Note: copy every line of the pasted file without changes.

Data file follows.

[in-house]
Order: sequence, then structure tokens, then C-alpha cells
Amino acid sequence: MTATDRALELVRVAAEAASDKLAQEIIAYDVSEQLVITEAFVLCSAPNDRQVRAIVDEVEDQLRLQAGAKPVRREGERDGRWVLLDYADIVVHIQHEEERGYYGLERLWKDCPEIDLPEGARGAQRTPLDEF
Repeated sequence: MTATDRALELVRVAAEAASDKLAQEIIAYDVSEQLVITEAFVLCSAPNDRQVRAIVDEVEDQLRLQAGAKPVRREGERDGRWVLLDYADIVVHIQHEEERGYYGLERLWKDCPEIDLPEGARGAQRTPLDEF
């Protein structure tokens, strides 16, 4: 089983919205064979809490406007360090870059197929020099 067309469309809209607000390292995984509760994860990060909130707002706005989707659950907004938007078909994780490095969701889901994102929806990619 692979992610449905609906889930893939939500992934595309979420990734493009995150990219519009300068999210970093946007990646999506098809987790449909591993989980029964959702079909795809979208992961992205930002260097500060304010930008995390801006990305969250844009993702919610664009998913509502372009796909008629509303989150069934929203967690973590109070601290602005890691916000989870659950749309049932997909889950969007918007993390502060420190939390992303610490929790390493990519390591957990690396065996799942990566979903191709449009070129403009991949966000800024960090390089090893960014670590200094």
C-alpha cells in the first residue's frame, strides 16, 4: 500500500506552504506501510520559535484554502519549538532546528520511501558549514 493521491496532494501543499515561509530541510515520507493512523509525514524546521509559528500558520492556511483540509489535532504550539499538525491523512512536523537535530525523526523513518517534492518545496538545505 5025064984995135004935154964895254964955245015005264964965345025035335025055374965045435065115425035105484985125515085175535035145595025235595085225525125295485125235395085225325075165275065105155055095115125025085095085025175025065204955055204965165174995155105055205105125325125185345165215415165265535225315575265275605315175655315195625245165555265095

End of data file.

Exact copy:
[in-house]
Order: sequence, then structure tokens, then C-alpha cells
Amino acid sequence: MTATDRALELVRVAAEAASDKLAQEIIAYDVSEQLVITEAFVLCSAPNDRQVRAIVDEVEDQLRLQAGAKPVRREGERDGRWVLLDYADIVVHIQHEEERGYYGLERLWKDCPEIDLPEGARGAQRTPLDEF
Repeated sequence: MTATDRALELVRVAAEAASDKLAQEIIAYDVSEQLVITEAFVLCSAPNDRQVRAIVDEVEDQLRLQAGAKPVRREGERDGRWVLLDYADIVVHIQHEEERGYYGLERLWKDCPEIDLPEGARGAQRTPLDEF
């Protein structure tokens, strides 16, 4: 089983919205064979809490406007360090870059197929020099 067309469309809209607000390292995984509760994860990060909130707002706005989707659950907004938007078909994780490095969701889901994102929806990619 692979992610449905609906889930893939939500992934595309979420990734493009995150990219519009300068999210970093946007990646999506098809987790449909591993989980029964959702079909795809979208992961992205930002260097500060304010930008995390801006990305969250844009993702919610664009998913509502372009796909008629509303989150069934929203967690973590109070601290602005890691916000989870659950749309049932997909889950969007918007993390502060420190939390992303610490929790390493990519390591957990690396065996799942990566979903191709449009070129403009991949966000800024960090390089090893960014670590200094």
C-alpha cells in the first residue's frame, strides 16, 4: 500500500506552504506501510520559535484554502519549538532546528520511501558549514 493521491496532494501543499515561509530541510515520507493512523509525514524546521509559528500558520492556511483540509489535532504550539499538525491523512512536523537535530525523526523513518517534492518545496538545505 5025064984995135004935154964895254964955245015005264964965345025035335025055374965045435065115425035105484985125515085175535035145595025235595085225525125295485125235395085225325075165275065105155055095115125025085095085025175025065204955055204965165174995155105055205105125325125185345165215415165265535225315575265275605315175655315195625245165555265095